Searching for all things community management? Community Club is the place to go.
With over 1, 000 members, it caters to just about everyone who’s interested in the field — from community managers looking to network to brands seeking to hire community management experts.
2 . CMX Hub
CMX Hub is definitely an online platform that serves community builders looking to grow inside their careers.
On the networking side, the platform offers networking, education, and mentorship opportunities for aspiring and thriving community managers.
On the hiring side, brands can post job openings on their job board. Because it’s a designated job board for all things community management, businesses can more easily find someone whose qualifications align with the role.
If you’re looking to hire a community manager or join a community management group, LinkedIn is a great place to start.
On LinkedIn, you can easily find local and global community managers who are open for work opportunities. If you’re interested in becoming a community manager, you can visit user profiles to see what road other community managers took to get where they are today.
If you’re interested in a community management group, there’s also hundreds of LinkedIn Groups that serve that exact purpose. In them, community managers discuss updates in the industry, share advice, and even job opportunities.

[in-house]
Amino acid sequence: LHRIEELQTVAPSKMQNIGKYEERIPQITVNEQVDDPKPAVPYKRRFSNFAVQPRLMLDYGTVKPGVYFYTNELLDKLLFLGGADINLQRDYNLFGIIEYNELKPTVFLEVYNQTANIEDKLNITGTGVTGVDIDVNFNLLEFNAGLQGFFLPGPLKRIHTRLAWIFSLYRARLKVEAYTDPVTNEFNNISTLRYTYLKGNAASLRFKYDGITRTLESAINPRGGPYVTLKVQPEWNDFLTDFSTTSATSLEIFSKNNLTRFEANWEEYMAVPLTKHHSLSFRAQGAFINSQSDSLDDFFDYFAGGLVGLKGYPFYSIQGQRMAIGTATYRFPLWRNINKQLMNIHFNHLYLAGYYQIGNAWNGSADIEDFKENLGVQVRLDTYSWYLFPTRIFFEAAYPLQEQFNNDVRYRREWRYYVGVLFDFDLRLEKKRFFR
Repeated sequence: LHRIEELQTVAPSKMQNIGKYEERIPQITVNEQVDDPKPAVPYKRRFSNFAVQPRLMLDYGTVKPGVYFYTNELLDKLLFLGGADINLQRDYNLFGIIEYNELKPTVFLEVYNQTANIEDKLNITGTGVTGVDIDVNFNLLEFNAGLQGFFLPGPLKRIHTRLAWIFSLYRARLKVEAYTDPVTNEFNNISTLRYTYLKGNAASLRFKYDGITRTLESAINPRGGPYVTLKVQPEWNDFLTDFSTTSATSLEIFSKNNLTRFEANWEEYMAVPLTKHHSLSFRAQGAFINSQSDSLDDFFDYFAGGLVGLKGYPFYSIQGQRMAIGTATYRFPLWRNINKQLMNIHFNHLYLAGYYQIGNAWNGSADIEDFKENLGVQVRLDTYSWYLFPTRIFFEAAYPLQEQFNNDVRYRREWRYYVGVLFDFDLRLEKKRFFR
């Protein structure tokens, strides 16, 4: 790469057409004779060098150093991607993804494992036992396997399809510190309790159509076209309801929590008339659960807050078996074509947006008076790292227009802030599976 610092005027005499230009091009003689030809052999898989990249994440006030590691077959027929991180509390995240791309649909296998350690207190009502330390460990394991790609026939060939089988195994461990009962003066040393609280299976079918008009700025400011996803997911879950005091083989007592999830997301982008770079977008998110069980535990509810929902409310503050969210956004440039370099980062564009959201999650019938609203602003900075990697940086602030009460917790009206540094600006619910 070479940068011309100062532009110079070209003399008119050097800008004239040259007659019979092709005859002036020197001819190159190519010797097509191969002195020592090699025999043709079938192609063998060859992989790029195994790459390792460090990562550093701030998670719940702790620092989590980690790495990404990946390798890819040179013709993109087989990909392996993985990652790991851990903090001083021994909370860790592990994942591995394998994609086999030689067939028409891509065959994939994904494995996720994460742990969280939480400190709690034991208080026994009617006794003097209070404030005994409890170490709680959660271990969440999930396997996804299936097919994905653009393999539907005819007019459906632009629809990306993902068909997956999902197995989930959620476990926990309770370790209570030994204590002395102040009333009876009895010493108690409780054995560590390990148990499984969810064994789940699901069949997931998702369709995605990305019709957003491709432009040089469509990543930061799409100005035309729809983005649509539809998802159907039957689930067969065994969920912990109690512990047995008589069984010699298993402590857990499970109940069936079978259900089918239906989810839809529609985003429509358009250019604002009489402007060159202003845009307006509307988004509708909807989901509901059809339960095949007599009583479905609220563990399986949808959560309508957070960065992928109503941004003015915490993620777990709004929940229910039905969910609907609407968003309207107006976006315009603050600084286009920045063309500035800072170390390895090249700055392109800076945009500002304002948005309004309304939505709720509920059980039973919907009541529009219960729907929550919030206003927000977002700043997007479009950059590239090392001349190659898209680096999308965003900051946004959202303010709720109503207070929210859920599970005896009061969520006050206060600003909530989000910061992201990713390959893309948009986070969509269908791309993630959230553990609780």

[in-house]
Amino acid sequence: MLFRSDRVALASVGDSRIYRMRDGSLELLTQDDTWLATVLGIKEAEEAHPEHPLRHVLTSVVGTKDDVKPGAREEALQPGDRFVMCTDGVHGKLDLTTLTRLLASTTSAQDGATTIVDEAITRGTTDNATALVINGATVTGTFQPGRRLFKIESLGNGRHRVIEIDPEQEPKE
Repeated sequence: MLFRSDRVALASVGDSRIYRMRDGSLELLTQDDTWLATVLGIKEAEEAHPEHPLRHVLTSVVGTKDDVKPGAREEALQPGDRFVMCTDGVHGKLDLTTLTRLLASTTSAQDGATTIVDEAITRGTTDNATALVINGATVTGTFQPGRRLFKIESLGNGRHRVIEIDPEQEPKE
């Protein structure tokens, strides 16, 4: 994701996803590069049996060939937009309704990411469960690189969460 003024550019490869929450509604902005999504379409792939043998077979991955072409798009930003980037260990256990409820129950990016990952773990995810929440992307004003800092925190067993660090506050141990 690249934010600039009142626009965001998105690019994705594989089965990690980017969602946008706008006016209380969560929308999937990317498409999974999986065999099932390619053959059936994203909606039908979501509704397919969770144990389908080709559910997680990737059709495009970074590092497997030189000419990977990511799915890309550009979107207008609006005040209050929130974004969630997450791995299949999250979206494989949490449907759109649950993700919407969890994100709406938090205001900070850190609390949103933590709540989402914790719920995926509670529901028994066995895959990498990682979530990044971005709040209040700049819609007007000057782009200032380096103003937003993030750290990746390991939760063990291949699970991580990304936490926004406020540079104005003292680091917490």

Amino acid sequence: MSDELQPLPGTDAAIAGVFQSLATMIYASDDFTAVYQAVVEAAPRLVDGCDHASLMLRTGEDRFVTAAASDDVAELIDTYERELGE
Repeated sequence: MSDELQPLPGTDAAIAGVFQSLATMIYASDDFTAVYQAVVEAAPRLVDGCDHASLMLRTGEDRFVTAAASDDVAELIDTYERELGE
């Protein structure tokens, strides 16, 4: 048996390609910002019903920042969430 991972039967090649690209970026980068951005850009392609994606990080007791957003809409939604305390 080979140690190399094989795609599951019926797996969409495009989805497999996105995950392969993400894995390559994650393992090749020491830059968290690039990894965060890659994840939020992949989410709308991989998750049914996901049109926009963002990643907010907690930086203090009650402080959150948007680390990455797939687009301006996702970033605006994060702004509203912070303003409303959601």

4. Facebook Groups
On Facebook, you will discover hundreds of community management groups, each offering something different.
Some Groups are location-based, connecting community managers in specific states, cities, or regions while others are industry-specific.
Most of them allow community managers to network and discover new opportunities.
Looking to hire a community manager on a contract or freelance basis? Consider Upwork.
On the freelancing platform, you can develop a job post that outlines the project you’re hiring for and the qualifications you need.
what we reviewed about the importance of authenticity, maintaining your brand’s voice at all times is critical in terms of community management. It is a large part of why is your community unique as well as ensures your community is identifiable to your members and audience.
No matter how many folks are working in your community, make sure they understand your brand voice so they can help you maintain it throughout all interactions, engagement, and content.